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Advice for Newly Diagnosed Patients From a Survivor

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Published on March 11, 2020

Key Takeaways

  • Carl had MGUS for 10 years before it progressed to active multiple myeloma. MGUS stands for monoclonal gammopathy of undetermined significance.
  • He is currently on a CAR T-cell trial.
  • Carl advises newly diagnosed myeloma patients to go to a major clinic or get a second opinion from one.

Multiple myeloma patient Carl Burgman shares his diagnosis and treatment journey along with advice for other patients.

Watch as he discusses his results from genetic testing, how his doctor worked with his insurance company and his recommendations for newly diagnosed patients getting myeloma care.

This town hall meeting is sponsored by Janssen Biotech, Inc. and Karyopharm Therapeutics with additional support to our partner, Myeloma Crowd (MCR), from Takeda Oncology and Foundation Medicine. These organizations have no editorial control, and Patient Power is solely responsible for the content. It is produced by Patient Power in partnership with The University of Texas MD Anderson Cancer Center.

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Myeloma Crowd The University of Texas MD Anderson Cancer Center

Transcript | Advice for Newly Diagnosed Patients From a Survivor

Please remember the opinions expressed on Patient Power are not necessarily the views of our sponsors, contributors, partners or Patient Power. Our discussions are not a substitute for seeking medical advice or care from your own doctor. That’s how you’ll get care that’s most appropriate for you.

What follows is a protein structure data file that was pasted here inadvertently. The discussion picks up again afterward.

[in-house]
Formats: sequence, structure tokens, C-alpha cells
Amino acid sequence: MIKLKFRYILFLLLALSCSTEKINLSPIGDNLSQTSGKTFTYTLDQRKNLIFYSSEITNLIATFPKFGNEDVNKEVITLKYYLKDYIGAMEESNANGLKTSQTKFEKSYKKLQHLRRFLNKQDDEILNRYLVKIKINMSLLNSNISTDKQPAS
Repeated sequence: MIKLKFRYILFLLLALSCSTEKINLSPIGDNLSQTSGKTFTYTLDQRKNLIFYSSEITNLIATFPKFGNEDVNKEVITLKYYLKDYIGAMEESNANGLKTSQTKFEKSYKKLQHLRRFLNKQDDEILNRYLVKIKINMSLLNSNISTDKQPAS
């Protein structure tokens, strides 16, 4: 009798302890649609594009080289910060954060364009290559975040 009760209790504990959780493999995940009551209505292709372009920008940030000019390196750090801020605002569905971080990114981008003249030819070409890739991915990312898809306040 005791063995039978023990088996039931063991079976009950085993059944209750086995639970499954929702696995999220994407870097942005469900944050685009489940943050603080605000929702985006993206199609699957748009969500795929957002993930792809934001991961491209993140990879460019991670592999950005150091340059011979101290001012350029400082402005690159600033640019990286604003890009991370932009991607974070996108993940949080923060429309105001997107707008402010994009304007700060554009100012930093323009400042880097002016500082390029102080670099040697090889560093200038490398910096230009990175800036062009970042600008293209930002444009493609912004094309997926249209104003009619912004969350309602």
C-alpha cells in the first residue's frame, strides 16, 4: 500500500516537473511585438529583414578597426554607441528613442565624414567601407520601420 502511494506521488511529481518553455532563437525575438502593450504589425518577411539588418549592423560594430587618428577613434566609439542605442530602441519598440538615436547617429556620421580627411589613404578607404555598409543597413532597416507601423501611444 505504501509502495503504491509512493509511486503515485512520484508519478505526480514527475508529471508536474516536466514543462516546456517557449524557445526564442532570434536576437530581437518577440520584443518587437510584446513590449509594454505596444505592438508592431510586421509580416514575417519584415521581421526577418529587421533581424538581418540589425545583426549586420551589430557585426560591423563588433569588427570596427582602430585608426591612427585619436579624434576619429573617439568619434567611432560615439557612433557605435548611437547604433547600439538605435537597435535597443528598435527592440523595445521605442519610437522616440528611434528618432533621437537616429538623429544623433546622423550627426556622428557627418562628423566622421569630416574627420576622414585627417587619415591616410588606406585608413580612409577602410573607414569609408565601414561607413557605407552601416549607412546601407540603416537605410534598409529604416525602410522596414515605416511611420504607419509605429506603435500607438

Carl Burgman:         

I’m Carl Burgman. I’m from Tulsa, Oklahoma. My myeloma issues really did start with a compression fracture in the back. That was right at about 12 years ago. My internist at the time was very good about going through—I was 48 at the time and that’s kind of odd for osteoporosis in men. He did have all the normal testing for osteoporosis, but he did have the testing done for the serum protein.

I showed up that I was positive for an M spike. He sent me for bone scans and then to a hematologist. They came back, did the bone marrow biopsy and it was MGUS I was followed for probably a little over 10 years every six months to have blood tests or if it went up three months and then another bone marrow in the middle of that.

Finally, at the end of 2017, my M protein started going up, and I finally had the bone marrow done again and got my diagnosis February 28th of 2018. My oncologist in Tulsa just looked and said, “Well, you’ve now gone into multiple myeloma, and you’re a high-risk patient, p17 deletion. I’m sending you directly to MD Anderson.”

So, I feel like once I got to MD Anderson and actually became Dr. Patel’s patient, I really hit the jackpot on care, because I got started, went through the tests. She told me originally that I would be orb in the smoldering range. I went through the isatuximab (Sarclisa) clinical trial, had another bilateral bone marrow and one of them came up at 60 percent. So, I got knocked out of that.

I got set up then to do the induction treatments and she got me started and actually did KRD for induction and only had two months of KRD before I was knocked down before getting into the stem cell protocol. At that time, I also qualified for a vaccine trial.